But not everyone was enthused about giving churches a direct line to the mayor. “You put a bunch of preachers around the table and you know what you’re gonna get? You’re gonna get an abundance of blessings, aren’t you?” says Marshall Lewis, president of the Northwest Neighborhood Association Cooperatives, an umbrella organization for seven neighborhood associations. “I think the reason why [Goldsmith created the alliance] was so he didn’t have to truly deal with the neighborhood leaders, but he could deal with the churches.” Lewis complains that many church members are not residents of the communities where their churches are located, and don’t know best what the neighborhood’s needs are.
Even though the alliance was supposedly open to faith-based institutions as well as secular community organizations, some say Goldsmith’s emphasis on churches left community centers with the short end of the stick. “Most of the Front Porch Alliance dealt with black churches,” says Robert Burgbacher, executive director of the 20-year-old Mary Rigg Neighborhood Center. “And much of the money that went to them didn’t come to the centers that were already established, and it hurt our programs.”
Burgbacher, who is white, says he’s quickly branded as a racist for making such claims. He likes the idea of incorporating churches into the mix of neighborhood service providers, but says that under the Front Porch Alliance the hunt for city-controlled federal funds – such as community development block grant (CDBG) money – turned into a “free for all,” and he claims little was done to prevent duplication of services or ensure quality programming.
Burgbacher got $4,500 less in city youth money last year than he did in 1998. “They didn’t even look at applications from the established centers,” he says. Why would Goldsmith support churches instead of established social service groups? “Because we didn’t back him for mayor and they did,” says Burgbacher. “He was retaliatory.”
According to Chuck Corbin, recently retired chief operating officer of the Community Centers (CCI) of Indianapolis (a federation of 14 established community centers, including Mary Rigg), the centers were getting about $1 million in CDBG funds when Goldsmith took office in 1992. By the time Goldsmith left at the end of last year, that figure was down to $700,000.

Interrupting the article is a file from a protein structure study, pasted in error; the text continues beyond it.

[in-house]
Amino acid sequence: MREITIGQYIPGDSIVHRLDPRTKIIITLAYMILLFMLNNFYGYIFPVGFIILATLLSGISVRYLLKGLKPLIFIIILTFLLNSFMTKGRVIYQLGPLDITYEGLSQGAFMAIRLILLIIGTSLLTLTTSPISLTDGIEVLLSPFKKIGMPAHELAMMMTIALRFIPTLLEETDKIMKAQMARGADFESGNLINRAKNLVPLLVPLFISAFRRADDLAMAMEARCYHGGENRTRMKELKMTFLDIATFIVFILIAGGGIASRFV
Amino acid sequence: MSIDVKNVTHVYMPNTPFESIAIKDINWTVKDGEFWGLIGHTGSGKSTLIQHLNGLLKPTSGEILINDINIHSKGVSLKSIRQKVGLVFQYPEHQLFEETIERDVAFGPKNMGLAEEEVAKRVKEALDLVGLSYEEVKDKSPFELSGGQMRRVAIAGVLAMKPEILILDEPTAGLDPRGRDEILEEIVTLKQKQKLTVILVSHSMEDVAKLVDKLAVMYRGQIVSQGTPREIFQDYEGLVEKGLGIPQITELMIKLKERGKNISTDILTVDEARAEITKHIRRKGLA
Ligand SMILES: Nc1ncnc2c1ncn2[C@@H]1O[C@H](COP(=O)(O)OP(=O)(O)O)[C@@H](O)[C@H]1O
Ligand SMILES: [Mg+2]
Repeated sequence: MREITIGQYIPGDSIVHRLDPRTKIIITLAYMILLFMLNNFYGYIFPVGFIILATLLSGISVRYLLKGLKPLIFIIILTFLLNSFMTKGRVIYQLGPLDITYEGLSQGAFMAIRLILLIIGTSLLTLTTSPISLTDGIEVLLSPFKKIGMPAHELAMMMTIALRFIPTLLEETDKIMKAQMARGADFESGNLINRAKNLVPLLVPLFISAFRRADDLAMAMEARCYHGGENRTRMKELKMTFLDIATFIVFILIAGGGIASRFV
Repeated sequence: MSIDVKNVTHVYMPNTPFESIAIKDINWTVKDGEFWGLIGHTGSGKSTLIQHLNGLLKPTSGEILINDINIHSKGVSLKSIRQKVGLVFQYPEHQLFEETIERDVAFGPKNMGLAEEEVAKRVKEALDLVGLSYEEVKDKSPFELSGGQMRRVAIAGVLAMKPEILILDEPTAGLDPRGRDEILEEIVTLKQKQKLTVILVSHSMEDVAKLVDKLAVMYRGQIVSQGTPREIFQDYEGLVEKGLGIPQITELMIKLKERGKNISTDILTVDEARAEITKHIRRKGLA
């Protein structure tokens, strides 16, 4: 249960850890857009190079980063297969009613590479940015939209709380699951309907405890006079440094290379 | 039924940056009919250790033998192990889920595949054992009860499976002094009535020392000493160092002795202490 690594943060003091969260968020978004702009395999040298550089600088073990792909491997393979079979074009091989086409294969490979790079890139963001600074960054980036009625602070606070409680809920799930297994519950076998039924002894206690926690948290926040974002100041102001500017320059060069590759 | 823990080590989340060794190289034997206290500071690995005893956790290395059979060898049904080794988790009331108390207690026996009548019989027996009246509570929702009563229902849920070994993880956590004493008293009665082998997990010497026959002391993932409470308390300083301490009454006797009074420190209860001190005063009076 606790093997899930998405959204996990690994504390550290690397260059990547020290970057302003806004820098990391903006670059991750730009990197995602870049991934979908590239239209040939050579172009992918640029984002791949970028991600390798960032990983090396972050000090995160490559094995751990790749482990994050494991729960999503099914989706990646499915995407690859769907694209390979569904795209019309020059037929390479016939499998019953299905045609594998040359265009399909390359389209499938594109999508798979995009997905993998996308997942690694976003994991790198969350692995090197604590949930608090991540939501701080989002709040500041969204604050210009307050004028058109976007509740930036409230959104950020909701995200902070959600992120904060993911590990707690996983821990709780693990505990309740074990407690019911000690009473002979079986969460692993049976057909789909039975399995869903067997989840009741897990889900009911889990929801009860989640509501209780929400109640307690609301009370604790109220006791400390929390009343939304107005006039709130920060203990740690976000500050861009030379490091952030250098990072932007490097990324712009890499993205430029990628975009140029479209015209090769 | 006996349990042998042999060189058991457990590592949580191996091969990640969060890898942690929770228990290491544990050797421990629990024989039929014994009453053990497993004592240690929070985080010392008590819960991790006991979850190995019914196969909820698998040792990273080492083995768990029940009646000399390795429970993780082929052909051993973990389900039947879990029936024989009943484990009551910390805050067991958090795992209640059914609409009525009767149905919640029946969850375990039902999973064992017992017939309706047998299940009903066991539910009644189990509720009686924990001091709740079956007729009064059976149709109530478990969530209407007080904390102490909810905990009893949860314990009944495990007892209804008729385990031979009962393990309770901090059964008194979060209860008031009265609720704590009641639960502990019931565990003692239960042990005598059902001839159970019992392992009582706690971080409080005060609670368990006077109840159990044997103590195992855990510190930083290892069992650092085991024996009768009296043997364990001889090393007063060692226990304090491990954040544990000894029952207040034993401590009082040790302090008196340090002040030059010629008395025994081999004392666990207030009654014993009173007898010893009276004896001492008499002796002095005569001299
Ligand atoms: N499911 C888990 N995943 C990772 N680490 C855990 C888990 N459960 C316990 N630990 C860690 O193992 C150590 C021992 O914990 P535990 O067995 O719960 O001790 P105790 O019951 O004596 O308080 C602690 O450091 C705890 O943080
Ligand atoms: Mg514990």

Corbin links the decrease not to the Front Porch Alliance but to Goldsmith’s free-market philosophies. “Goldsmith felt [CCI] was operating as a monopoly,” says Corbin, noting that the bulk of the city’s CDBG funds went to the 14 centers. Private funding sources picked up where the city left off, Corbin says; he calculated that between 1994 and 1998 the United Way increased funding for school-aged childcare in Indianapolis by 83 percent.
He thinks that the Front Porch Alliance strengthened the neighborhoods. “Fourteen community centers cannot take care of the human service needs of the city,” he says.
There’s no question that some savvy church leaders saw Front Porch Alliance as an opportunity to strengthen their own political base. “I like the idea of having the city services more available to us,” says Olgen Williams, executive director of Christamore House, which is also part of CCI. “If I can call you when I need something and get it done within 48 hours, I’ll take that over the $5,000. I get more praises, more attendance, and more willingness to work if I can get a few things done in this neighborhood. People aren’t gonna support somebody that don’t have no clout. Front Porch can do that.”
Mayor Bart Peterson, who took office this year, didn’t like the implications of such a close relationship; he moved the Front Porch Alliance out of the mayor’s office to the Department of Metropolitan Development. “By having this group be able to call the mayor’s office versus these folks having to call the Department of Metropolitan Development, you create some overtones that aren’t healthy in terms of having everybody work together,” says Metropolitan Development Director Carolyn Coleman.